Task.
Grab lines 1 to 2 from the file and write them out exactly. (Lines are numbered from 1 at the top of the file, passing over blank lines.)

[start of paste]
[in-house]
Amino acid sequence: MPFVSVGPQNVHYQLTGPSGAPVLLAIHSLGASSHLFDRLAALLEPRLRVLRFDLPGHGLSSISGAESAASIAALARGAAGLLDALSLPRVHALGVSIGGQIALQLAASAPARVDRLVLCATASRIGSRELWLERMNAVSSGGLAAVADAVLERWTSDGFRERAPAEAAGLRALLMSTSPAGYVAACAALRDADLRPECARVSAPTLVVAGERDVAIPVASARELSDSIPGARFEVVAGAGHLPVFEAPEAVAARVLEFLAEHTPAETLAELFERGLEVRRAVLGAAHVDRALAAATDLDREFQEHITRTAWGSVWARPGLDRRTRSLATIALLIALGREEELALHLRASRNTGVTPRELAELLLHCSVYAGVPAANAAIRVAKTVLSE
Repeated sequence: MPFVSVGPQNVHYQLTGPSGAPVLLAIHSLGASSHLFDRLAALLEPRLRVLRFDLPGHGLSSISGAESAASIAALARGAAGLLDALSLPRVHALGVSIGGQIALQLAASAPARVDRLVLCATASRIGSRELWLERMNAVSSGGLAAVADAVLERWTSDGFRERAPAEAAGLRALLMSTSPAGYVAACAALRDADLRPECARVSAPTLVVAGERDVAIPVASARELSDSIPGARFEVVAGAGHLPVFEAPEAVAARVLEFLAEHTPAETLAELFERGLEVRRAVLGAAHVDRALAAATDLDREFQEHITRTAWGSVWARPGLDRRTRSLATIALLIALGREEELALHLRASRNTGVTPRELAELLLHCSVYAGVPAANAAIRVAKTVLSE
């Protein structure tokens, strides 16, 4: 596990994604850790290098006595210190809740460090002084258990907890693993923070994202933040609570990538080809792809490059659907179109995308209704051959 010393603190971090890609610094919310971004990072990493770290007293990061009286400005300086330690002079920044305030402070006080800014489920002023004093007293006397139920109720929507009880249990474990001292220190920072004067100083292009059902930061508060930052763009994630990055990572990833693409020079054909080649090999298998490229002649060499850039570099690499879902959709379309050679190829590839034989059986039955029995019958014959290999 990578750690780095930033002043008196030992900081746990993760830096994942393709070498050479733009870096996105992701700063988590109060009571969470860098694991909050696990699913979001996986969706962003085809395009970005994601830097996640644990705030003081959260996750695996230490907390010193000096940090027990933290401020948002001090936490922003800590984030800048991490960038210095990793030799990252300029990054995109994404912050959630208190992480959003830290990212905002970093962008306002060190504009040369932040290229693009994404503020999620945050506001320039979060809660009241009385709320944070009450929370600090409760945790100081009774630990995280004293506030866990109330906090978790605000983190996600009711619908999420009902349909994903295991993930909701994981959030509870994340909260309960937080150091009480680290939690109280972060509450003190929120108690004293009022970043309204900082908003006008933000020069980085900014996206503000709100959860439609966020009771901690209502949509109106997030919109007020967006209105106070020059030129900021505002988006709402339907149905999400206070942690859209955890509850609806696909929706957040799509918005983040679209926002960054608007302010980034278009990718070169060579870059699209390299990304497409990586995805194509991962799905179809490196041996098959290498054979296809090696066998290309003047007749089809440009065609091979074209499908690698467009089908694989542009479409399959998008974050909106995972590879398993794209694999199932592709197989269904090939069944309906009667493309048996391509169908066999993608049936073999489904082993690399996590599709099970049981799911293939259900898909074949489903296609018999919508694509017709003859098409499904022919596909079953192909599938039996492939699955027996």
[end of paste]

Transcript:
[in-house]
Amino acid sequence: MPFVSVGPQNVHYQLTGPSGAPVLLAIHSLGASSHLFDRLAALLEPRLRVLRFDLPGHGLSSISGAESAASIAALARGAAGLLDALSLPRVHALGVSIGGQIALQLAASAPARVDRLVLCATASRIGSRELWLERMNAVSSGGLAAVADAVLERWTSDGFRERAPAEAAGLRALLMSTSPAGYVAACAALRDADLRPECARVSAPTLVVAGERDVAIPVASARELSDSIPGARFEVVAGAGHLPVFEAPEAVAARVLEFLAEHTPAETLAELFERGLEVRRAVLGAAHVDRALAAATDLDREFQEHITRTAWGSVWARPGLDRRTRSLATIALLIALGREEELALHLRASRNTGVTPRELAELLLHCSVYAGVPAANAAIRVAKTVLSE